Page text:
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WITH 96 ILLUSTrations of arTICLES USED AT CHURCH CEREMONIES
NEW YORK, CINCINNATI, CHICAGO:
PRINTERS TO THE
HOLY APOSTOLIC SEE
THIS Volume, it is hoped, will be the handbook of all those who love to inform themselves upon those ceremonies of which they are too often blind and unappreciative spectators.
Mass, Vespers, and the feasts, that is to say, the ordinary offices at which the faithful assist-these are the compass of its pages. In order to explain them the use of symbolism has been chosen, which is the soul, the perfume, the marrow of worship, and the nourishment of Christian piety.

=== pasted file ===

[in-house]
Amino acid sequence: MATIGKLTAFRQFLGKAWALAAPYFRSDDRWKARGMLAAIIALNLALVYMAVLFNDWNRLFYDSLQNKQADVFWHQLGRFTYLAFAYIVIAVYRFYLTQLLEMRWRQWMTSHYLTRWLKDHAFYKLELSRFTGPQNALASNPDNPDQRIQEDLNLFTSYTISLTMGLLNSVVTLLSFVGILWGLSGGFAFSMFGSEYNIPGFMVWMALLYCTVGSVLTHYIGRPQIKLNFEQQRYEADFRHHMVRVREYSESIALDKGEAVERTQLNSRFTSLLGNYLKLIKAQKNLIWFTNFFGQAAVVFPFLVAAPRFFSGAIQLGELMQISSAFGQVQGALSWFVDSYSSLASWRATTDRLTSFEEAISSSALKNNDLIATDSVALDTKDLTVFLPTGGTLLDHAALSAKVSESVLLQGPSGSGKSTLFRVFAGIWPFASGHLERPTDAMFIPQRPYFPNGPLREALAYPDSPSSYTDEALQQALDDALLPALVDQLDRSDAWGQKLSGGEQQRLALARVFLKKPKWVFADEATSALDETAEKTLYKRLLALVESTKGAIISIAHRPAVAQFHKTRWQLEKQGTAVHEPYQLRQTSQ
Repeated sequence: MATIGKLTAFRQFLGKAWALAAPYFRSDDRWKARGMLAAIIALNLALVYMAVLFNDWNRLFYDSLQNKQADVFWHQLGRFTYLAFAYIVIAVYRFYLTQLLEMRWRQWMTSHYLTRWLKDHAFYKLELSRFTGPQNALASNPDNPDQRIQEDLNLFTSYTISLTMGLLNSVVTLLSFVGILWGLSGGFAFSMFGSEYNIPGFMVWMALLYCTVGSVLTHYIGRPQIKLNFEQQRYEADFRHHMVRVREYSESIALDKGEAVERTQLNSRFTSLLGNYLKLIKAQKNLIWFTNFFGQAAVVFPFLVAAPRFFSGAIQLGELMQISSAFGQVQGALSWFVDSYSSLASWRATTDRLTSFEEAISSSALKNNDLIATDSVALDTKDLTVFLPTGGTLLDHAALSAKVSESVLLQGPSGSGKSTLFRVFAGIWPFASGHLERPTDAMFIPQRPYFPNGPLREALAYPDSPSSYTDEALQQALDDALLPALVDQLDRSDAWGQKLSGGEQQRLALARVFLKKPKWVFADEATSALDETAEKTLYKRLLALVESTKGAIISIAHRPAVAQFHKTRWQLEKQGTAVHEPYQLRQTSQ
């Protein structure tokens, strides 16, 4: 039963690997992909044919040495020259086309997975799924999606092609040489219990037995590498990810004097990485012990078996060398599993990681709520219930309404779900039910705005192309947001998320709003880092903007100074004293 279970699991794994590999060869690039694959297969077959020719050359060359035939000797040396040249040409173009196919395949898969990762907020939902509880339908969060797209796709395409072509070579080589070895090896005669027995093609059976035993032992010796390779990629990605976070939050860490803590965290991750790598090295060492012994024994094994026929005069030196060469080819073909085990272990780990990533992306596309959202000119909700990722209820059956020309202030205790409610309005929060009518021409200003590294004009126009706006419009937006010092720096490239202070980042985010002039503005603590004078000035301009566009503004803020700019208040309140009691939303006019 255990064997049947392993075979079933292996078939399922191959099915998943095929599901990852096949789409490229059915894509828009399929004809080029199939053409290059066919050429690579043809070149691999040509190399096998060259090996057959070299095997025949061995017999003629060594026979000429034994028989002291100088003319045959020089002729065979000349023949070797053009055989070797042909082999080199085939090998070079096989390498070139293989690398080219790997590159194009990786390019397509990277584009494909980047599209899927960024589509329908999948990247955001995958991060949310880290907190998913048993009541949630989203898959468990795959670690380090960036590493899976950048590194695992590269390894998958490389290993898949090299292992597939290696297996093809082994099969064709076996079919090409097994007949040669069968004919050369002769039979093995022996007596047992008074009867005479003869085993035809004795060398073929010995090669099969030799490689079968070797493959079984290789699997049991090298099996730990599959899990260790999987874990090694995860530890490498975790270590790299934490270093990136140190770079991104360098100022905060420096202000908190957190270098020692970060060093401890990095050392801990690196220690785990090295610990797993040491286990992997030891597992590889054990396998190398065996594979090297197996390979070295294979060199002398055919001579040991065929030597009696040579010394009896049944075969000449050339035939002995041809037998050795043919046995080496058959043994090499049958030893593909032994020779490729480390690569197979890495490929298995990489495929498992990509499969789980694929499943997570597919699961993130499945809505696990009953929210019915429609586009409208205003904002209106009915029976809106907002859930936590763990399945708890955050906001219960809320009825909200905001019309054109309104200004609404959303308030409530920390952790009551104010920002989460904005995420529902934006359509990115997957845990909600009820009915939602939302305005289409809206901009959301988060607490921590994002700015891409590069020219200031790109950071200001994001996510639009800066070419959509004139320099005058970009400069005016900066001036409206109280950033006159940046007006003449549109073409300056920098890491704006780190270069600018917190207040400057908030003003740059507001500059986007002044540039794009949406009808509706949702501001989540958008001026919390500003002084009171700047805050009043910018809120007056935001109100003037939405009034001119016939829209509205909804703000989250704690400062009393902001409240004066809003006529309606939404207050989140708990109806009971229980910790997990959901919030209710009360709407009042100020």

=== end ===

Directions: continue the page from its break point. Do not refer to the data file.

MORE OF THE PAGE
The word symbol, in its widest acceptation, answers to sign, image, figure, to the representation of an idea or a sentiment, something not to be reached by the "From a liturgical point of view a symbol is a sign which, under the veil of words or things, represents mysteries above our nature, and which it is important for us to know. Among these symbols the most excellent are the sacraments of the Church, because to the sign they join an effect." (Spicil. de Solesmes, t. iii. l. v.) To symbolize an idea is to give it a physiognomy, a body, in order to make it more easily apprehended by all. All peoples have employed the mysterious language of sym